Central Somers Town

Despite its central location, Somers Town remains one of the most disadvantaged parts of Camden. Sandwiched between Euston and St Pancras stations, it houses approximately 5,000 residents, 70% of which live in socially rented homes. It is also one of the few substantial areas of publicly owned land in Central London.

The London Borough of Camden approached DSDHA to act as masterplanners, landscape architects and spatial strategists, working collaboratively with four other design teams, residents and stakeholders, to facilitate landscape-led rejuvenation of the area in a manner that responds directly to the needs of Somers Town. With Camden, we explored innovative models of delivering homes and public amenities through Camden’s Community Investment Programme (CIP) – a self-funding development framework. 

Understanding residents’ needs
In an area characterised by change, the prospect of further change in the area was an understandably challenging process for many in the community who had been shaken by previous, large-scale developments. An extensive and in-depth engagement process was necessary in order to establish a meaningful dialogue with the residents, and to understand their priorities for investment. Using grounded research, we sought to understand local concerns such as air quality, gentrification, and anti-social behaviour.

This informed our collective decision-making process, resulting in a scheme that improves the area’s social amenities, accessibility, and connectivity. We were able to identify positive local characteristics to help form the basis of a truly local masterplan.

A landscape-led project
DSDHA did not approach the masterplan – or urban framework as it might be better referred – in a traditional, linear way. Landscape and public realm were used as the primary drivers around which housing and amenities were designed. Through a collaborative and iterative approach where we developed a sophisticated dialogue with each design team, we were able to provide Somers Town with creative solutions while achieving no net loss of publicly accessible green space.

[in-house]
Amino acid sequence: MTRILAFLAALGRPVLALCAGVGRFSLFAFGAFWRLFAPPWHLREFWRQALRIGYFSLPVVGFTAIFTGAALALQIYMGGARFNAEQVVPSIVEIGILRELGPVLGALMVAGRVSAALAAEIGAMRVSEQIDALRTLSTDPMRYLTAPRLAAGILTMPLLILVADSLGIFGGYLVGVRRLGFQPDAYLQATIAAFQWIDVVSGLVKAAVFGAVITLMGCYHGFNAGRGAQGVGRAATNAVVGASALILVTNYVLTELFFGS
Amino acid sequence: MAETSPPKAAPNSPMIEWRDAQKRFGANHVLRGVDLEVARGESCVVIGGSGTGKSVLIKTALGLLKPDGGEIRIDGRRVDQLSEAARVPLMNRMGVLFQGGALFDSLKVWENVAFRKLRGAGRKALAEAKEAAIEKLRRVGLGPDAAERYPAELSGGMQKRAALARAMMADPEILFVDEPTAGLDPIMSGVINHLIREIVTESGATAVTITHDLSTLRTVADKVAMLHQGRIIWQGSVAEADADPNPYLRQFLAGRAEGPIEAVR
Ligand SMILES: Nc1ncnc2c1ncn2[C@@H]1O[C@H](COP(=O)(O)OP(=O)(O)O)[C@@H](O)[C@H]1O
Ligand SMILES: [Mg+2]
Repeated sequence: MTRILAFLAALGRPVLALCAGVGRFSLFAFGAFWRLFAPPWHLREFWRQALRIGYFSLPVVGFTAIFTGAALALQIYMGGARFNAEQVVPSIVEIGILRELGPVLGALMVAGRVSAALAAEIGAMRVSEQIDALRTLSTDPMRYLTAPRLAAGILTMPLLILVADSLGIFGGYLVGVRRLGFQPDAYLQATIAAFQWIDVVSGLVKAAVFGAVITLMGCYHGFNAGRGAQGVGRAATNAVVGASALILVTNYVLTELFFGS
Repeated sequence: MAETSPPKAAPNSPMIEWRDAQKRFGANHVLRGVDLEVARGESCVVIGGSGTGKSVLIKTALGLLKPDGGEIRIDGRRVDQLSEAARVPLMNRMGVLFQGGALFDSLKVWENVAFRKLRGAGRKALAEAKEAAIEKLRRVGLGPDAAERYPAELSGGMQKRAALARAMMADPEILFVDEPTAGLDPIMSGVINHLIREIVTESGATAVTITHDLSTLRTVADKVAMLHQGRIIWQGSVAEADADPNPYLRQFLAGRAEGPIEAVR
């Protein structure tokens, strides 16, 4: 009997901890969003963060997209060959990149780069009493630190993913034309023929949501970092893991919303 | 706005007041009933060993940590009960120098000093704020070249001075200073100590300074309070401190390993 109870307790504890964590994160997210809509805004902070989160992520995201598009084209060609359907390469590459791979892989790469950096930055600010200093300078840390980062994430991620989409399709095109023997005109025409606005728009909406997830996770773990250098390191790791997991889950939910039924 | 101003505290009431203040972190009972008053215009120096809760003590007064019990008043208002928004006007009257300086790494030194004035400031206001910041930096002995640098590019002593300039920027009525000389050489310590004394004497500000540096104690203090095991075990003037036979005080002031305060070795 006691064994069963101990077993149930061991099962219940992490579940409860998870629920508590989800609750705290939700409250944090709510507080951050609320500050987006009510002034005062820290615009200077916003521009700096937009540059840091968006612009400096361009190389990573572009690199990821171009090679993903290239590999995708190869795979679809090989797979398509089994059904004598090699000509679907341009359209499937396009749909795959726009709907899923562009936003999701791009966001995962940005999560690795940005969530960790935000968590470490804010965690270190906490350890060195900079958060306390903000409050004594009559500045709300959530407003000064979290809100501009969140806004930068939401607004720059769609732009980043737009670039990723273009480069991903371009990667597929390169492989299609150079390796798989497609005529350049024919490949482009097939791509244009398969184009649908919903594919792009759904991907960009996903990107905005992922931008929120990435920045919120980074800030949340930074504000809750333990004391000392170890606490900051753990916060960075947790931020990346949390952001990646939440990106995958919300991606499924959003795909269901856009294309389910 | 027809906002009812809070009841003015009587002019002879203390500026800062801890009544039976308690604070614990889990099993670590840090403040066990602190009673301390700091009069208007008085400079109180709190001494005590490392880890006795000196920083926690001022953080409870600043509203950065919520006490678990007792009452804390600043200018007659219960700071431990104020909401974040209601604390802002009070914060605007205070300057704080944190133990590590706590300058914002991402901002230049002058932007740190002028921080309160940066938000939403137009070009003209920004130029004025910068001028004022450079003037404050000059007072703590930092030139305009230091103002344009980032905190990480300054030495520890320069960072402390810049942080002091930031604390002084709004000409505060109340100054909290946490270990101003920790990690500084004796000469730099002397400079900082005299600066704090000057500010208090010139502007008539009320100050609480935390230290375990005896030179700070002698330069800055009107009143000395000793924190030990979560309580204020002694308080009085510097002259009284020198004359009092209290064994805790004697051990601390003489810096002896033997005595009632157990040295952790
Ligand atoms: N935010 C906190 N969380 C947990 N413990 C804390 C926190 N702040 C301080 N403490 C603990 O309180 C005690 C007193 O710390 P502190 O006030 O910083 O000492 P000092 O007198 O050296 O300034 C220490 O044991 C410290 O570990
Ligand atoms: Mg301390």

The commission comprises a new primary school, community facilities, both social and private homes, as well as a world-class public park.

A dynamic collaboration
Camden employed five design teams with DSDHA as the masterplanners and landscape architects, Adam Khan Architects designing the new community facilities and 10 social rented homes, Hayhurst and Co. designing a new primary school, dRMM the private residential tower and enabling development, and Duggan Morris Architects (now as Morris + Company) for the social housing blocks.  

Rather than developing a set of masterplanning principles in advance, DSDHA worked concurrently and in collaboration with the other architectural practices. This unique approach allowed the whole team to resolve technical and conceptual issues iteratively on both a micro and macro scale, sometimes resulting in radically different outcomes from what one would expect in a traditional process.

Masterplanner & Urban Designer: DSDHA 
Landscape Architect: Todd Longstaffe-Gowan 
Civil Engineer: AKT II 
Sustainability: Atelier Ten 
Cost Consultant: Currie & Brown 
Project Manager: Capital  
Planning Consultant: Turley 
Lighting Consultant: Studio Dekka 
Transport Consultant: Civic 
Contractor (School & Community Play Facility): Neilcott Construction Ltd
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